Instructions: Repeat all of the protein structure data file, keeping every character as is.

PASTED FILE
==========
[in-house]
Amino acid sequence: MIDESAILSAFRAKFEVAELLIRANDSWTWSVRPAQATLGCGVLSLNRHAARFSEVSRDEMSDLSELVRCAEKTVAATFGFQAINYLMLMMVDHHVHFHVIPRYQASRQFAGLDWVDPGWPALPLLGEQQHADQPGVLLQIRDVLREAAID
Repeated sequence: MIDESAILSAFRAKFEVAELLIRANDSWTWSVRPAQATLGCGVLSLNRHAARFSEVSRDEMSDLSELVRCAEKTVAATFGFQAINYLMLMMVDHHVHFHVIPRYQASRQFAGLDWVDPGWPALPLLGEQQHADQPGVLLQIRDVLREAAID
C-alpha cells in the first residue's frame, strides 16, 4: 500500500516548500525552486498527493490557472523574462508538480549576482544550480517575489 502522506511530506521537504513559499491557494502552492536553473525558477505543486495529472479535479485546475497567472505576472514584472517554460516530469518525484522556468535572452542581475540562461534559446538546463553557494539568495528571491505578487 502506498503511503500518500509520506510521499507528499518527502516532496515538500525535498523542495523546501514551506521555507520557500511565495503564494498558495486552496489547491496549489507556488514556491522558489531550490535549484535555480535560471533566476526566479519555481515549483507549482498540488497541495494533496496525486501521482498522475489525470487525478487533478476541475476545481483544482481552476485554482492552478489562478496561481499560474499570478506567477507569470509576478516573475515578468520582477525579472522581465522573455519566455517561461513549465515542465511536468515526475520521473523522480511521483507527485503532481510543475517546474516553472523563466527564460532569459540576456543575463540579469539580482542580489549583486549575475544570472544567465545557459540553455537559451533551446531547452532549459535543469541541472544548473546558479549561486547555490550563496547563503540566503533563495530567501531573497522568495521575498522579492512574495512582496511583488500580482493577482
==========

[in-house]
Amino acid sequence: MIDESAILSAFRAKFEVAELLIRANDSWTWSVRPAQATLGCGVLSLNRHAARFSEVSRDEMSDLSELVRCAEKTVAATFGFQAINYLMLMMVDHHVHFHVIPRYQASRQFAGLDWVDPGWPALPLLGEQQHADQPGVLLQIRDVLREAAID
Repeated sequence: MIDESAILSAFRAKFEVAELLIRANDSWTWSVRPAQATLGCGVLSLNRHAARFSEVSRDEMSDLSELVRCAEKTVAATFGFQAINYLMLMMVDHHVHFHVIPRYQASRQFAGLDWVDPGWPALPLLGEQQHADQPGVLLQIRDVLREAAID
C-alpha cells in the first residue's frame, strides 16, 4: 500500500516548500525552486498527493490557472523574462508538480549576482544550480517575489 502522506511530506521537504513559499491557494502552492536553473525558477505543486495529472479535479485546475497567472505576472514584472517554460516530469518525484522556468535572452542581475540562461534559446538546463553557494539568495528571491505578487 502506498503511503500518500509520506510521499507528499518527502516532496515538500525535498523542495523546501514551506521555507520557500511565495503564494498558495486552496489547491496549489507556488514556491522558489531550490535549484535555480535560471533566476526566479519555481515549483507549482498540488497541495494533496496525486501521482498522475489525470487525478487533478476541475476545481483544482481552476485554482492552478489562478496561481499560474499570478506567477507569470509576478516573475515578468520582477525579472522581465522573455519566455517561461513549465515542465511536468515526475520521473523522480511521483507527485503532481510543475517546474516553472523563466527564460532569459540576456543575463540579469539580482542580489549583486549575475544570472544567465545557459540553455537559451533551446531547452532549459535543469541541472544548473546558479549561486547555490550563496547563503540566503533563495530567501531573497522568495521575498522579492512574495512582496511583488500580482493577482